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What Is the Passband?

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  • Written By: Alexis W.
  • Edited By: Heather Bailey
  • Last Modified Date: 20 August 2014
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The term passband is one that refers to the number of different frequencies, called bands, that can pass through the filters located within frequency systems without being altered or attenuated in the process. This term is often used to refer to the range of all of the frequencies, from the highest to the lowest, that are able to flow through the system they are generated from or transmitted from without being disturbed by any signal or frequency filtering devices. The band of frequencies simply passes through the system, remaining unchanged and thus earning the name passband.

In relation to frequency filters, the passband is the section within the entire spectrum of frequencies that make up the bandwidth signal that is allowed to pass through the system filter and become the output signal. In these filters, there is typically a high frequency tolerance and a low frequency tolerance. This means that, depending on the range of the frequencies passing through the filters, there are two bands of frequencies the filter removes from the frequency spectrum before the signal reaches the output. These types of passbands are related directly to the telecommunications industry, as well as to fiber optic applications and recording acoustics.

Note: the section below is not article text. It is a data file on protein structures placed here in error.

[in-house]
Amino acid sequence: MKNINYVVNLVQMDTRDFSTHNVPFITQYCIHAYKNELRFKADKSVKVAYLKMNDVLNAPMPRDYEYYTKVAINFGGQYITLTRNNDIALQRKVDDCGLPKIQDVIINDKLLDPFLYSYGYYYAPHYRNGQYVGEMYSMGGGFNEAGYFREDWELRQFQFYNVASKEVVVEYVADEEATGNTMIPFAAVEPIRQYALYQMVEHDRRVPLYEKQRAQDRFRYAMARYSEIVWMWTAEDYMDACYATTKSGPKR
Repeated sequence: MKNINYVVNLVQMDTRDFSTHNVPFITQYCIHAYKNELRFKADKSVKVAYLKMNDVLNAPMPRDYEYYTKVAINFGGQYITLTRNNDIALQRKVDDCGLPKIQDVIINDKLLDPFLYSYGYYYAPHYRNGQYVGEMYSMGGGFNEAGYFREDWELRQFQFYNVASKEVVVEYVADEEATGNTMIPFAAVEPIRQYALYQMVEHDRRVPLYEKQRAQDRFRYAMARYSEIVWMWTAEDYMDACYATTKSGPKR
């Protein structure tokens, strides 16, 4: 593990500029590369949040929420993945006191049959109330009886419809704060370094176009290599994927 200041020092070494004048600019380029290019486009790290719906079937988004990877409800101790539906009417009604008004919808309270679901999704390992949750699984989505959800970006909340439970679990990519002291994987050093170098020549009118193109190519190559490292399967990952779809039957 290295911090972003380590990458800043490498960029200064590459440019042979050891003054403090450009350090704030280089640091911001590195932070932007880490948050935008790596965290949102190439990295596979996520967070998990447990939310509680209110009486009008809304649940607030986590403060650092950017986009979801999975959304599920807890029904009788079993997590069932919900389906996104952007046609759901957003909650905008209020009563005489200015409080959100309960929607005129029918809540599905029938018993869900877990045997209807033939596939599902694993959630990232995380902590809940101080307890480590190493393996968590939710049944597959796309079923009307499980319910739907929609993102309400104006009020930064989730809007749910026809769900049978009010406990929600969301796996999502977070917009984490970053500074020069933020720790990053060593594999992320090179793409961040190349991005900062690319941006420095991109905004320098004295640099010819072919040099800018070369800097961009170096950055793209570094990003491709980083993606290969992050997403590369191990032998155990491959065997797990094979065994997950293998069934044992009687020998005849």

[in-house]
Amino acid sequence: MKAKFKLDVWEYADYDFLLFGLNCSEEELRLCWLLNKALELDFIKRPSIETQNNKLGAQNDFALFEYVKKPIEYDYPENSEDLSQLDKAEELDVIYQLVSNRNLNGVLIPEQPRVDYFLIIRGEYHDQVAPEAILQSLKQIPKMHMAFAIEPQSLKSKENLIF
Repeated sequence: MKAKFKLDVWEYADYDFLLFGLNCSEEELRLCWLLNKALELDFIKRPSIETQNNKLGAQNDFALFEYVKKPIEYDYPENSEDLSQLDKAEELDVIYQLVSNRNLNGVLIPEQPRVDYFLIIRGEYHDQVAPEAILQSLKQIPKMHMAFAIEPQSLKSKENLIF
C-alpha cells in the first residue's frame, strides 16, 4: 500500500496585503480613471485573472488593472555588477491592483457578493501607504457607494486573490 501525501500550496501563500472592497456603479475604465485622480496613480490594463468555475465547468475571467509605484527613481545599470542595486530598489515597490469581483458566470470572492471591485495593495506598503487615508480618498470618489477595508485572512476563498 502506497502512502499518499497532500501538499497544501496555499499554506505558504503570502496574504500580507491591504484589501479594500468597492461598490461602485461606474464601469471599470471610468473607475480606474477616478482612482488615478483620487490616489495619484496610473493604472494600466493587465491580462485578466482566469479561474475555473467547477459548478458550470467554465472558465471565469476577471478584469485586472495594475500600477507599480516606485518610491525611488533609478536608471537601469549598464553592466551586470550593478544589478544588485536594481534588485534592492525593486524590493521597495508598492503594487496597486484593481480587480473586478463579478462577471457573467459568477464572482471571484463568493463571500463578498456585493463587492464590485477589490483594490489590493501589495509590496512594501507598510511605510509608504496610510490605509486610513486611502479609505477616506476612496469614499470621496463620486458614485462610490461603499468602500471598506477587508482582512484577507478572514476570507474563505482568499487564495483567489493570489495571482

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Passbands are also related to the field of digital transmissions. They are used mainly in the area of wireless communications and wireless signal devices. The different frequencies generated by digital devices that are transmitted to the receiving device have to be filtered so interference with other wireless devices can be minimized.

The incoming signal to wireless digital devices also has to be filtered upon input, so frequencies from other devices aren’t accepted by the receiving device. The allowed frequencies that are transmitted and received by a wireless digital device is also referred to as the passband. It gets this name because it represents the band of frequencies that is allowed to pass into the system to be produced as output signal.

Whether the frequency is transmitted from an analog device or from a wireless digital one, the result is always the same when the input signal or the output signal is filtered through the system it enters or is transmitted from. There is a band of frequencies the device will accept as input signal and a band of frequencies a device will allow to be produced as output signals. These two bandwidths are referred to as the passband.

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